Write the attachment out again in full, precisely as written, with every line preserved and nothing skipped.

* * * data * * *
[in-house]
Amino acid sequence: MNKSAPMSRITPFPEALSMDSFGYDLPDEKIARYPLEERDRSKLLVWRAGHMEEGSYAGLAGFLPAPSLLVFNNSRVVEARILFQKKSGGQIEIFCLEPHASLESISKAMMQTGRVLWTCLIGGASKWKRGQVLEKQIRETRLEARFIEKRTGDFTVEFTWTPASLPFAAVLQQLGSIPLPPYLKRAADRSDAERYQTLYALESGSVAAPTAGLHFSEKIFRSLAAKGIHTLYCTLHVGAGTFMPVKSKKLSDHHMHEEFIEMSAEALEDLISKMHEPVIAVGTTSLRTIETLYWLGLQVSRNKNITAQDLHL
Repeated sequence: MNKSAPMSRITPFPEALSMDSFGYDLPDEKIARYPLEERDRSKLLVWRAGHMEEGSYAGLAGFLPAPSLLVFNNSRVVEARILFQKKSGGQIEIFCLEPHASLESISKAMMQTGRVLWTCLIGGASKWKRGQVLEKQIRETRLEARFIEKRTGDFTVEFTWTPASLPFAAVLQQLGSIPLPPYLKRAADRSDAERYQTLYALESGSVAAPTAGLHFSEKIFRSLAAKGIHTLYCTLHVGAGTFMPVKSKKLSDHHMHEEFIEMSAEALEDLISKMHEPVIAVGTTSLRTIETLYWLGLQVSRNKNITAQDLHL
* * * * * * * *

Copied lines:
[in-house]
Amino acid sequence: MNKSAPMSRITPFPEALSMDSFGYDLPDEKIARYPLEERDRSKLLVWRAGHMEEGSYAGLAGFLPAPSLLVFNNSRVVEARILFQKKSGGQIEIFCLEPHASLESISKAMMQTGRVLWTCLIGGASKWKRGQVLEKQIRETRLEARFIEKRTGDFTVEFTWTPASLPFAAVLQQLGSIPLPPYLKRAADRSDAERYQTLYALESGSVAAPTAGLHFSEKIFRSLAAKGIHTLYCTLHVGAGTFMPVKSKKLSDHHMHEEFIEMSAEALEDLISKMHEPVIAVGTTSLRTIETLYWLGLQVSRNKNITAQDLHL
Repeated sequence: MNKSAPMSRITPFPEALSMDSFGYDLPDEKIARYPLEERDRSKLLVWRAGHMEEGSYAGLAGFLPAPSLLVFNNSRVVEARILFQKKSGGQIEIFCLEPHASLESISKAMMQTGRVLWTCLIGGASKWKRGQVLEKQIRETRLEARFIEKRTGDFTVEFTWTPASLPFAAVLQQLGSIPLPPYLKRAADRSDAERYQTLYALESGSVAAPTAGLHFSEKIFRSLAAKGIHTLYCTLHVGAGTFMPVKSKKLSDHHMHEEFIEMSAEALEDLISKMHEPVIAVGTTSLRTIETLYWLGLQVSRNKNITAQDLHL